Image source: The Worship Cloud
Image source: The Worship Cloud


Stephen deals with a number of different types of ‘lost’ (and Wordnik gives some suggestions), and some brought to mind the idea of the lost/found sheep, etc. This one struck me (and triggered the image, which although the man looks peaceful/happy, the black and white together with the image give a sense of someone who is a little lost…):

So many of the lost are elderly,
unable to remain on good­-enough terms with the people
who populate
their past and shuffle in the corridors of their minds:
straining to see and hear and to accept
the pace of change
that outstrips personal and private decay;
driven by need from homeland and unable to cope
in premature demise;
racked in pain and ailment,
rendered miserable and shunned;
experiencing diminishment of body and
loss of mind, feeling memories slip through
frail and wrinkled fingers.

I think I sometimes fear the ‘loss’ that will come with old age, but have been learning that things don’t have to be all or nothing! And I’m looking forward to wearing a purple hat!

#Do1NiceThingE-Mail your local councillors and say thank you for what they do and offer to pray for them // wonder if this will get the same reaction as MPs!

Maggi Dawn

Today, just a thought about the power of processing something for ourselves – after Jesus asks ‘who do you think I am?’ – not for personal ratification, but to help them understand who he was, and help others see for themselves (a discovery learning approach?!) …. especially as today I have been thinking about ‘who am I?’ in conversation with others – and whether there’s one “Bex” or whether there’s no such thing to find, and in fact life is an adventure of discovery…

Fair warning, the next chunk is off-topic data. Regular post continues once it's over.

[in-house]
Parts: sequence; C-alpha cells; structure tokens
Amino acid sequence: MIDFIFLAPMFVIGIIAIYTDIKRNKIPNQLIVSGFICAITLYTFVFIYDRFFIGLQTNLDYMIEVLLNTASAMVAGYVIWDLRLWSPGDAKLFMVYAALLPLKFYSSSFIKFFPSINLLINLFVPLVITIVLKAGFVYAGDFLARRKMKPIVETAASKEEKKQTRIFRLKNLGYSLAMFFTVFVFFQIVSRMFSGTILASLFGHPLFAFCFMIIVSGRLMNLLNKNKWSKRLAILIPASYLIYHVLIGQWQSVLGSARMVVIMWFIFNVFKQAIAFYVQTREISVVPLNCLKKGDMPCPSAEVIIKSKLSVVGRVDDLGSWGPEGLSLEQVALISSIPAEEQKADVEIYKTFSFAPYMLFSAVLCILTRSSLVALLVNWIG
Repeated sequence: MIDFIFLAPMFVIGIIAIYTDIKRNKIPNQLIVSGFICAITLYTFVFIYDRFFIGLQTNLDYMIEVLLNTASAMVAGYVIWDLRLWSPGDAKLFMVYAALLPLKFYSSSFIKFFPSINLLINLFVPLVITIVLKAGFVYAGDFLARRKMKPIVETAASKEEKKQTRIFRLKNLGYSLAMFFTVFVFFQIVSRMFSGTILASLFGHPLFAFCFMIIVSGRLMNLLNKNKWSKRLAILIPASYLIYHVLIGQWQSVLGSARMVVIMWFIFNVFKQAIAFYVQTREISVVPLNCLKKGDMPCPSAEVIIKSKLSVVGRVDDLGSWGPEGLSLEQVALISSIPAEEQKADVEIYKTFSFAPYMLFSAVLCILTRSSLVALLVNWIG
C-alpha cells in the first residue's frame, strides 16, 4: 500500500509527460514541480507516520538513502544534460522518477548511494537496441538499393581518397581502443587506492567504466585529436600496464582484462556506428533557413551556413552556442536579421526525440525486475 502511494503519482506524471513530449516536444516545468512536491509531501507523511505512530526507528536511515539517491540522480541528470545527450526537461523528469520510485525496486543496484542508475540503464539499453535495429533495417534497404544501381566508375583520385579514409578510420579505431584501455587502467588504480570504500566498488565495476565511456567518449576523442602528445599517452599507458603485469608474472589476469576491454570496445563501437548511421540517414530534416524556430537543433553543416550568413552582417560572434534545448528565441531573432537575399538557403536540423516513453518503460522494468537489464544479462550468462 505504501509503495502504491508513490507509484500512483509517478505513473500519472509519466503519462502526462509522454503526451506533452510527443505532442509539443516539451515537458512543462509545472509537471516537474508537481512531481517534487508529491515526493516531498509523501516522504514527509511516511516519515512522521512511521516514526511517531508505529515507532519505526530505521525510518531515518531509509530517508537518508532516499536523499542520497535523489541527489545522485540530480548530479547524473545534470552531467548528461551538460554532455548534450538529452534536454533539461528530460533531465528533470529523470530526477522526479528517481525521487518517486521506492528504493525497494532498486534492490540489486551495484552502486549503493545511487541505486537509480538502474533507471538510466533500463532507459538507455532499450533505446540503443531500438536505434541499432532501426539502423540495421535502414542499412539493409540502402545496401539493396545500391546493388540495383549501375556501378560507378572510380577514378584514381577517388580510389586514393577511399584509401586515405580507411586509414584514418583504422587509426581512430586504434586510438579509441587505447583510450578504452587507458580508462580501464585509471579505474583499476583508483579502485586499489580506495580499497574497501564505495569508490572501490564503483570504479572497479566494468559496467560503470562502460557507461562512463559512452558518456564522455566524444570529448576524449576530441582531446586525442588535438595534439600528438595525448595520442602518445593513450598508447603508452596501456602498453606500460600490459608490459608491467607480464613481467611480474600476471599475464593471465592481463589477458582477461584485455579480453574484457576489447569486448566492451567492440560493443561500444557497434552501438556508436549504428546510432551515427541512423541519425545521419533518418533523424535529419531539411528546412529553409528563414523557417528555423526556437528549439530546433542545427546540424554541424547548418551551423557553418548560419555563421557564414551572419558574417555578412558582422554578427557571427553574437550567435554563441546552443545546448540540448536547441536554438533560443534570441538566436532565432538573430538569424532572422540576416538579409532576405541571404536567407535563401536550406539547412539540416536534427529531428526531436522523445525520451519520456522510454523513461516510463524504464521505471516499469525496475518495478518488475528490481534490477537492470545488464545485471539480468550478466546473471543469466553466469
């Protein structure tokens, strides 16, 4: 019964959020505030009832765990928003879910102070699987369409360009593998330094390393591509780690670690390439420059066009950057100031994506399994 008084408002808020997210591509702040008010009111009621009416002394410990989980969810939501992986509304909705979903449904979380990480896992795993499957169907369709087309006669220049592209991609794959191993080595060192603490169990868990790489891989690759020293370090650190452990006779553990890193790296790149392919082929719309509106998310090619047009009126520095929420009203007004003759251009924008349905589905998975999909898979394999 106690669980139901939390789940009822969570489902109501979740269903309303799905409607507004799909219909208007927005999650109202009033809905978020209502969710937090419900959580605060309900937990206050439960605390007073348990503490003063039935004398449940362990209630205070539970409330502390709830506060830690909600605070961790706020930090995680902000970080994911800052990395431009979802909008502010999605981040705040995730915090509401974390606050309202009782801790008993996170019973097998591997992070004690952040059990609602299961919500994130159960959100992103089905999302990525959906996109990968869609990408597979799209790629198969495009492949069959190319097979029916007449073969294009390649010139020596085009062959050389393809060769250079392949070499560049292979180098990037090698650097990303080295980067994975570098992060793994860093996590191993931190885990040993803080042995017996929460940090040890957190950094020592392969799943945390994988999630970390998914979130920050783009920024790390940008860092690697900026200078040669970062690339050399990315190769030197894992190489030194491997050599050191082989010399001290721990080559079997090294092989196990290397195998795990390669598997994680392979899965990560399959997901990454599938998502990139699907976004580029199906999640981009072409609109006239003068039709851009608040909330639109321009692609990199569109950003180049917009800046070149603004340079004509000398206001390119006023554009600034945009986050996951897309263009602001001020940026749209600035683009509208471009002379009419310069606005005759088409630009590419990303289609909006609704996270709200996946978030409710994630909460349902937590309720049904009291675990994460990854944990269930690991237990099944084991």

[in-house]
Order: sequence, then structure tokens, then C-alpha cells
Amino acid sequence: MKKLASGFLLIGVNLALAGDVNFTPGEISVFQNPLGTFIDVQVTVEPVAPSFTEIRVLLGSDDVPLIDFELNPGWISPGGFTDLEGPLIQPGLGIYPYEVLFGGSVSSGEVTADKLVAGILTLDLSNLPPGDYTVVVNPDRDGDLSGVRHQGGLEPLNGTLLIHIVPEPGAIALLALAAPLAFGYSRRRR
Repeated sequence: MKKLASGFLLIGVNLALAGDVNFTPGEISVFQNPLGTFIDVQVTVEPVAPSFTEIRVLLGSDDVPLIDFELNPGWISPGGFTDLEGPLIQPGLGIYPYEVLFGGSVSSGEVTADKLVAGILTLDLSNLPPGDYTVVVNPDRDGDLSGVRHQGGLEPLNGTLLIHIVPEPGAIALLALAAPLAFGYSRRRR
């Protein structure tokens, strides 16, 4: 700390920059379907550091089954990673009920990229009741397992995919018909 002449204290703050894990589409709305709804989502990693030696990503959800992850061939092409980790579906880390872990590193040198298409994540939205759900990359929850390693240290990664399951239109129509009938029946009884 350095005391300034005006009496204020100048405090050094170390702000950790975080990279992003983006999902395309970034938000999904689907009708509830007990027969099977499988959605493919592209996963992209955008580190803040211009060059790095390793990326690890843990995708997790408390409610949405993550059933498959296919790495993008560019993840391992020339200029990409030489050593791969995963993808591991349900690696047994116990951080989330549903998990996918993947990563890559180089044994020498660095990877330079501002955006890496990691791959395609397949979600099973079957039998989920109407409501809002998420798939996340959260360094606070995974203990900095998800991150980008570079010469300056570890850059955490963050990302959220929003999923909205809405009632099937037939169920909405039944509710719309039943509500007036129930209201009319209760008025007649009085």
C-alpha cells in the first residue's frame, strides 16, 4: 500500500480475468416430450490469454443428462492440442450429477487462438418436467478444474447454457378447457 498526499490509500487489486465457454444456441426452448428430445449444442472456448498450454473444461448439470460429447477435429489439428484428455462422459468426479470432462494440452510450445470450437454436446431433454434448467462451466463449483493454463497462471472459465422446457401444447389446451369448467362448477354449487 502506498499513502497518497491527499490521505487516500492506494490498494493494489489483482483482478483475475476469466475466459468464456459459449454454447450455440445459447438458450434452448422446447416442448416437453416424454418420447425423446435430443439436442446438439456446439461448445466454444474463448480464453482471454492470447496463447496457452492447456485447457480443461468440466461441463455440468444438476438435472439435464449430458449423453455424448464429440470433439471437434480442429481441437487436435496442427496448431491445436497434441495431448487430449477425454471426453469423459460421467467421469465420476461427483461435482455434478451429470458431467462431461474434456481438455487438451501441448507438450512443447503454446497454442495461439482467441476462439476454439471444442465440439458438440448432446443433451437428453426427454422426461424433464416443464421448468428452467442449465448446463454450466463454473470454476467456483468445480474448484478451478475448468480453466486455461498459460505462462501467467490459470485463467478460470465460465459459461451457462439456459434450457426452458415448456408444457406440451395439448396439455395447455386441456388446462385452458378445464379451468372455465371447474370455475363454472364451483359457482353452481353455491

One Response

  1. I think that trying to define ‘who am I’ is an endless game, as we change from day to day. Our main bits tend towards being fairly static unless a great emergency arises, but the little bits, the corners of our mind, our ideas, how we react to others can be mood or scene or location dependent. I know who I am, but sometimes catch myself going down unknown pathways, seeking God in different ways, that’s where things change and loss can be reclaimed.

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